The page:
The north-western county of Cumbria offers some of the best walking in England. From coastal paths to forest tracks, riverside rambles to nature strolls, there’s a walking route to suit everyone...
From Whitehaven Marina, climb up to the ‘Candlestick’- Wellington Pit’s soaring chimney, then follow the Wagon Way that once transported coal to the harbour. This coastline is packed with historic heritage.
There are abandoned mines and quarries, a 12th century priory and a top-secret World War II radar station. From Saltom Bay, the path climbs steeply to St Bees Head Heritage Coast. This is a challenging seven mile walk of ups-and-downs along Cumbria’s wild coast.
Take it slowly and explore its coves and beaches: Saltom, Barrowmouth and Flenswick bays with their semi-precious stones. Drop down to St Bees and reward yourself with a pint at the Oddfellows Arms before taking the train back to Whitehaven.
Just six miles southeast of St Bees is the quiet Cumbrian village of Calder Bridge. Peep into St Bridget’s Church with its pre-Raphaelite stained-glass window, then slip through the iron gates at the side and head down to the river.
A tranquil half mile saunter along the wooded River Calder leads to the imposing Calder Hall and the ruins of Calder Abbey, a medieval Cistercian monastery. Return over meadows to the village and finish at the Stanley Arms Hotel with its relaxing, tree-edged beer garden.
Wild, isolated, empty. Big skies and wetlands stretch to the sea, the Dumfries and Galloway hills rising from the estuary on the far side. The Solway Coast isn’t just an Area of Outstanding Natural Beauty but it’s also part of a World Heritage Site: this is where Hadrian’s Wall begins.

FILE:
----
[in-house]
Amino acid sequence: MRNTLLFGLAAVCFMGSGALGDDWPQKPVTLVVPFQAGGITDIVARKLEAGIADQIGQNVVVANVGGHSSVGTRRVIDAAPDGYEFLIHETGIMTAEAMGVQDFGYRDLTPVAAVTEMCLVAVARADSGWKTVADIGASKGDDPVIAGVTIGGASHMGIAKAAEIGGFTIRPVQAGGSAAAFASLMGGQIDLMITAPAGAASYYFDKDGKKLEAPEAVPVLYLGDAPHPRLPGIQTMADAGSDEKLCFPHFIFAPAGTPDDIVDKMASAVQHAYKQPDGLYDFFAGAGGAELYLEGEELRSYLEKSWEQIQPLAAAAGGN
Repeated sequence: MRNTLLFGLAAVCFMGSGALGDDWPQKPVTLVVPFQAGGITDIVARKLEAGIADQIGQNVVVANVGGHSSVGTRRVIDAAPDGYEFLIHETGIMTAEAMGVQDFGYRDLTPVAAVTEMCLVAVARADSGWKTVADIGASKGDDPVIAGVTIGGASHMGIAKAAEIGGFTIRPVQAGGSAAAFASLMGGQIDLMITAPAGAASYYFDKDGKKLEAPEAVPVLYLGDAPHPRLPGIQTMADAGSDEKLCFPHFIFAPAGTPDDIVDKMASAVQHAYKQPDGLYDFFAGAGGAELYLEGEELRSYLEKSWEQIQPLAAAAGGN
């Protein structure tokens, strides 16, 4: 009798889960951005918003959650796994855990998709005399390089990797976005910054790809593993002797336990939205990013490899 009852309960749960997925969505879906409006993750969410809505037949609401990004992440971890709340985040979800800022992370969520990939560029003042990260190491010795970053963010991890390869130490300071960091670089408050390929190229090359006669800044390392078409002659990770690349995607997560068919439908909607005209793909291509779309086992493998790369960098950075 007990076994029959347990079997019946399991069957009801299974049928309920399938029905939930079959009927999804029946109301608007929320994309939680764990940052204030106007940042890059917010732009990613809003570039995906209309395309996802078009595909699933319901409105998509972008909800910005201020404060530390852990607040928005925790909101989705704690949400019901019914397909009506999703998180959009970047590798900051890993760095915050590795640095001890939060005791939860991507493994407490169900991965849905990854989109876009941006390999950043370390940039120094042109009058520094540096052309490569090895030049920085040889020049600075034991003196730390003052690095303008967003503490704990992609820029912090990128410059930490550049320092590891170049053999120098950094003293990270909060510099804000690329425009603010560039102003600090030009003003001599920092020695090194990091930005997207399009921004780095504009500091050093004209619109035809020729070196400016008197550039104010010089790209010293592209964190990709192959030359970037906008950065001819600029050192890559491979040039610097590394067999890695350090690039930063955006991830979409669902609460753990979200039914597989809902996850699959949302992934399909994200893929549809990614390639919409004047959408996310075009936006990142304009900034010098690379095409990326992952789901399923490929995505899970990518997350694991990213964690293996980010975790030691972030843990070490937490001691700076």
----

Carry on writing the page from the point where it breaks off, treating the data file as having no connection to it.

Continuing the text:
While the stone construction’s gone, the raised line of earth bears evidence the Romans were here. A six mile walks starts from the discovery centre in Silloth, along the promenade, past East Cote Lighthouse and the Skinburness longhouses to Grune Point and a World War II pillbox lookout post.
Return along the shingle and earth coastal path, taking in the heart-lifting expanse of saltmarsh and creek.
This eight mile walk offers ramblers coastal paths, woodlands and a birds-eye view of southwest Cumbria from the top of Birkrigg Common. From Ulverston, country lanes and tracks lead to Ulverston Sands, a watery landscape of sea channels, islets and salt marshes.
Follow the coastal path past Conishead Priory and Buddhist Temple with tranquil grounds and coffee shop. The path hits Coast Road at Bardsea, a good spot for an ice-cream or coffee stop.
From Olde Mill, head inland to climb Birkrigg Common. The incline is steep but worth the schlepp: the views over to Morecambe Bay and the Lake District fells are magnificent. Follow the fern-lined pathways down the hillside and along roads back to Ulverston.
It’s a desolate landscape of limestone slabs, where plants hide in rock fissures: Hart’s-tongue fern; the white bell-shaped flowers of Solomon’s seal and bloody cranesbill.
Fuel up with samples from the chocolate factory at Orton in Eden Valley, then criss-cross country lanes, farmland tracks and bridleways to Beacon Hill where a monument commemorates Queen Victoria’s Jubilee of 1887. It’s the highest point on the walk with 360 degree views of the Lakeland Fells.
Explore the other-worldly landscape of limestone pavements at Great Asby Scar before dropping down to Sunbiggin. Cut across the base of the nature reserve, past a stone circle, and on into Orton.
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